Severe hot flashes are associated with chronic insomnia
ABSTRACT Because hot flashes can occur during the night, their presence has been frequently associated with insomnia in women with symptoms of menopause. However, many factors other than hot flashes or menopause can be responsible for insomnia, and several factors associated with insomnia in the general population are also commonly observed in perimenopausal and postmenopausal women who have hot flashes.
A random sample of 3243 subjects (aged > or =18 years) representative of the California population was interviewed by telephone. Included were 982 women aged 35 to 65 years. Women were divided into 3 groups according to menopausal status: premenopause (57.2%), perimenopause (22.3%), and postmenopause (20.5%). Hot flashes were counted if they were present for at least 3 days per week during the last month and were classified as mild, moderate, or severe according to their effect on daily functioning. Chronic insomnia was defined as global sleep dissatisfaction, difficulty initiating sleep, difficulty maintaining sleep, or nonrestorative sleep, for at least 6 months. Diagnoses of insomnia were assessed according to the Diagnostic and Statistical Manual of Mental Disorders, Fourth Edition, classification.
Prevalence of hot flashes was 12.5% in premenopause, 79.0% in perimenopause, and 39.3% in postmenopause. Prevalence of chronic insomnia was reported as 36.5% in premenopause, 56.6% in perimenopause, and 50.7% in postmenopause (P<.001). Prevalence of symptoms of chronic insomnia increased with the severity of hot flashes, reaching more than 80% in perimenopausal women and postmenopausal women who had severe hot flashes. In multivariate analyses, severe hot flashes were significantly associated with symptoms and a diagnosis of chronic insomnia. Poor health, chronic pain, and sleep apnea were other significant factors associated with chronic insomnia.
Severe hot flashes are strongly associated with chronic insomnia in midlife women. The presence of hot flashes should be systematically investigated in women with insomnia. Treating hot flashes could improve sleep quality and minimize the deleterious consequences of chronic insomnia.
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ABSTRACT: To assess the feasibility and efficacy of a yoga treatment for menopausal symptoms. Both physiologic and self-reported measures of hot flashes were included. A prospective within-group pilot study was conducted. Participants were 12 peri- and post-menopausal women experiencing at least 4 menopausal hot flashes per day, at least 4 days per week. Assessments were administered before and after completion of a 10-week yoga program. Pre- and post-treatment measures included: Severity of questionnaire-rated menopausal symptoms (Wiklund Symptom Check List), frequency, duration, and severity of hot flashes (24-h ambulatory skin-conductance monitoring; hot-flash diary), interference of hot flashes with daily life (Hot Flash Related Daily Interference Scale), and subjective sleep quality (Pittsburgh Sleep Quality Index). Yoga classes included breathing techniques, postures, and relaxation poses designed specifically for menopausal symptoms. Participants were asked to practice at home 15 min each day in addition to weekly classes. Eleven women completed the study and attended a mean of 7.45 (S.D. 1.63) classes. Significant pre- to post-treatment improvements were found for severity of questionnaire-rated total menopausal symptoms, hot-flash daily interference; and sleep efficiency, disturbances, and quality. Neither 24-h monitoring nor accompanying diaries yielded significant changes in hot flashes. The yoga treatment and study procedures were feasible for midlife women. Improvement in symptom perceptions and well being warrant further study of yoga for menopausal symptoms, with a larger number of women and including a control group.Maturitas 08/2007; 57(3):286-95. DOI:10.1016/j.maturitas.2007.01.012 · 2.86 Impact Factor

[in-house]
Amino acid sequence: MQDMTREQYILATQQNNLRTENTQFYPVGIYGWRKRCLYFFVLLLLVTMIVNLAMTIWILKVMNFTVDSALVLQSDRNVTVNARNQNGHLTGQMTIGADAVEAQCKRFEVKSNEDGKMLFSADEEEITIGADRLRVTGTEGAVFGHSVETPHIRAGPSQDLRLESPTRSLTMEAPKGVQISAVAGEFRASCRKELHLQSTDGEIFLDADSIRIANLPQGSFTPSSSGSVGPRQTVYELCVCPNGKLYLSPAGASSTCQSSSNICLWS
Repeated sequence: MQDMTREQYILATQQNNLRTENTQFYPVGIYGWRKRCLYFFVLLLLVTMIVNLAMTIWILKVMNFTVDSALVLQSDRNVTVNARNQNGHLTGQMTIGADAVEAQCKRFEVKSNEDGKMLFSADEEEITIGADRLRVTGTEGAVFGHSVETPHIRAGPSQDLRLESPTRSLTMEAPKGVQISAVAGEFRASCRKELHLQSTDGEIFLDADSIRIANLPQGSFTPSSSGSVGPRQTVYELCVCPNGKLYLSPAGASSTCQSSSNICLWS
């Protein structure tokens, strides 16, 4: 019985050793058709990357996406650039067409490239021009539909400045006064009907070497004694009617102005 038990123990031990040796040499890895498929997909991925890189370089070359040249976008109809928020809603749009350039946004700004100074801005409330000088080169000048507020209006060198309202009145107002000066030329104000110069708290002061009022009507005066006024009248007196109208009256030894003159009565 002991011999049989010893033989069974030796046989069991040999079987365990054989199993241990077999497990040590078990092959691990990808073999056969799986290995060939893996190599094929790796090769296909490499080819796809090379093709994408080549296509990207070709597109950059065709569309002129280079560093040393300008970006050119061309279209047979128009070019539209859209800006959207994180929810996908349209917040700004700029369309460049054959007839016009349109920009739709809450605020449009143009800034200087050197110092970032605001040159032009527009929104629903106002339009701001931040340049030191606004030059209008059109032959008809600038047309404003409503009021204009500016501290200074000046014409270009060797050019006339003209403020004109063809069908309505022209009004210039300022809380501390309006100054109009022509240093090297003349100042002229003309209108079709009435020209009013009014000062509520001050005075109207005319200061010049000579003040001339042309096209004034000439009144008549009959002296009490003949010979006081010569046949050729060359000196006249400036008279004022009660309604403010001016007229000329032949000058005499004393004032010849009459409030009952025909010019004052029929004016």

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ABSTRACT: The purpose of this study was to conduct a systematic review and meta-analysis of the relationship between menopausal stages and sleep disturbance reported using subjective methods. Secondary aims included examining the influence of culture/ethnicity on the relationship between menopausal stages and sleep disturbance. Multiple electronic databases were searched from the first available year to November 2013, and a manual search of the reference lists of review articles identified was also conducted. Twenty-four studies with a total of 63,542 midlife women were identified, coded, and analyzed. The crude and adjusted odds of experiencing sleep disturbance were small but statistically significant for perimenopausal and postmenopausal women, using premenopause as the reference group. The ethnicity of the samples influenced effect sizes; Asian and white women both experienced an increased rate of sleep disturbance at the perimenopausal and postmenopausal stages compared with the premenopausal stage, whereas Hispanic women experienced no change in sleep disturbance across the menopausal transition. The prevalence of sleep disturbance is higher in perimenopausal, postmenopausal, and surgical menopausal women than in premenopausal women. There is an independent relationship between menopausal stages and sleep disturbance beyond the effects of aging and other confounders, although the magnitude of the relationship is small. Culture, ethnicity, or both might affect the levels of sleep disturbance at various menopausal stages.Menopause (New York, N.Y.) 05/2014; DOI:10.1097/GME.0000000000000240 · 2.81 Impact Factor
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ABSTRACT: Determine effects of low-dose estradiol and low-dose venlafaxine on self-reported sleep measures in menopausal women with hot flashes.Sleep 10/2014; DOI:10.5665/sleep.4332 · 5.06 Impact Factor